There is one aspect to extremely low education foreign born jobs that you did not cover. The jobs such as working in the fields, that very few native born people would take because the jobs pay very little and the working conditions are harsh. If we were somehow able to send all of the foreign born workers in those jobs away, the jobs would evaporate because the owner’s profit margins could not survive raising the wages enough to attract native born people. Instead the owners would find some way to mechanize the jobs per your excellent articles on the robot revolution. But I suspect that this is not self-evident to the general population.

    As you’ve noted before, we are reaching a huge and difficult transition in economics. For those people who do not follow Fabius Maximus as closely as I do; currently economics assumes that one worker equals at least one consumer and that the economy can only grow by increasing population or increasing worker efficiency. What happens when production can grow by an almost unlimited amount with very few workers? Who can afford to by the goods produced?

    I foresee many Nobel prizes handed out (and a lot of awful ideas that are used extensively but do not work) before we get to that solution.

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    1. Editor of the Fabius Maximus website Post author

      Pluto,

      “There is one aspect to extremely low education foreign born jobs that you did not cover.”

      There are a thousand and one aspects I didn’t cover. A thousand words is the standard length of posts here, a compromise between the need for adequate analysis and losing audience. A tea cup cannot hold the ocean.

      “The jobs such as working in the fields, that very few native born people would take because the jobs pay very little and the working conditions are harsh.”

      What fraction is that of the jobs held by immigrants? Small or very small.

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    2. Pluto

      FM: “What fraction is that of the jobs held by immigrants? Small or very small.”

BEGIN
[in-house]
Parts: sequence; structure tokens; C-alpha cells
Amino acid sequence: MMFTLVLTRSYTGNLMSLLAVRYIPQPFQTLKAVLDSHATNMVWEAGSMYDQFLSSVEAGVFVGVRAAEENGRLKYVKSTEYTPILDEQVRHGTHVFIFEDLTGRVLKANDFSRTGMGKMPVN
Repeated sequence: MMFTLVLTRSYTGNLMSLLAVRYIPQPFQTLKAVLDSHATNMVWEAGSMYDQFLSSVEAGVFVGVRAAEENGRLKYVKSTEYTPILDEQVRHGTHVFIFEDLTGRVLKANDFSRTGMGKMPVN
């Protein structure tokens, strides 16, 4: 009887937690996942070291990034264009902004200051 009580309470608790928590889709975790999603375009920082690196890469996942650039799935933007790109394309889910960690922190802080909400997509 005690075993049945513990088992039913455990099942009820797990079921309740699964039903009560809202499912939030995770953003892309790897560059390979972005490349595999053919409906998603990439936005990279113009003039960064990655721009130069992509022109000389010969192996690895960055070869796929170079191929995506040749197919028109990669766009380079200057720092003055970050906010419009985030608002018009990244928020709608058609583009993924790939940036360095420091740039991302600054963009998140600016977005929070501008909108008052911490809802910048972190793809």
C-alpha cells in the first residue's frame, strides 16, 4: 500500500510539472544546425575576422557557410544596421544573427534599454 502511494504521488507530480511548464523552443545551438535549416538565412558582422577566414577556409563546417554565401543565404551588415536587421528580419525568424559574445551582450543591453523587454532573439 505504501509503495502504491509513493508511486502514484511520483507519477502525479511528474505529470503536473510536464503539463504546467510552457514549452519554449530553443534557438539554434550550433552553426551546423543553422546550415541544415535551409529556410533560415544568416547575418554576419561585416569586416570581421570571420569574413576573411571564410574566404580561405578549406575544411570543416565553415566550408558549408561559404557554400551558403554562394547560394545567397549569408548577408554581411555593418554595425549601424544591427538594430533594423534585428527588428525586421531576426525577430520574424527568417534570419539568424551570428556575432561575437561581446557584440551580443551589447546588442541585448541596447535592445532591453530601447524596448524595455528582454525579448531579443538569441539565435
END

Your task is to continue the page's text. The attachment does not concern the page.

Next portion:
Speaking strictly about agricultural workers (which is what I meant when I said “workers in the fields” but it occurs to me that I might not have been clear), estimates range from 53% are illegal immigrants (Dept of Labor) to 78% (National Farm Workers Association). Estimates are around 2.5 million workers overall.

      You are right that those jobs are not a large percentage of the entire US workforce but we are better off at the moment paying for humans than we would be if robots replace even the lowest paid migrant workers.

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    3. Editor of the Fabius Maximus website Post author

      Pluto,

      I agree. Immigrants as farm laborers are very old and largely accepted aspect of the US economy, neither culturally nor economically threatening to many Americans. Hence of negligible political significance in this large — and growing — debate.

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    1. peteybee

      One of the graphs shows that today’s market hires the uneducated faster than the educated. So I’d say that means educated job-seekers are not valuable enough, and we should invest in improving their quality.

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    2. Editor of the Fabius Maximus website Post author

      Petey,

      That’s possible, but IMO unlikely. More plausible is that we have a surplus of educated people. This is confirmed by their lack of wage growth. Look at STEM workers: supposedly in a great shortage, but their wages are not growing unusually fast.

      The sectors where returns to education are growing are those largely shielded from foreign competition — and hence probably largely reflect ability to extract “rents” from the economy. Medicine, finance, etc.

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  3. socialbill

    This was an excellent post. If Trump’s campaign is smart they will use these statistics in the debates or ads. (I had no idea things were this bad.)
    As far as EDUCATION goes, peteybee should look at the H1-B post that FM has highlighted. Personally, despite having three degrees from top schools, I have not even had an interview during the past 3 yrs.
    The third head of cerberus (after immigration and H1-B) is simply moving whole factories. The Oreo factory on the SW side of Chicago was moved to Mexico recently, for a loss of 6000 solid manufacturing jobs.

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    1. peteybee

      Yes, that’s a good point. The H1B situation really screws up the labor-relations, in favor of employers. Still, for that to happen, someone made the argument that employees with such-and-such a skill set are scarce in the US. If that was false, do you blame the industry or the people they hire?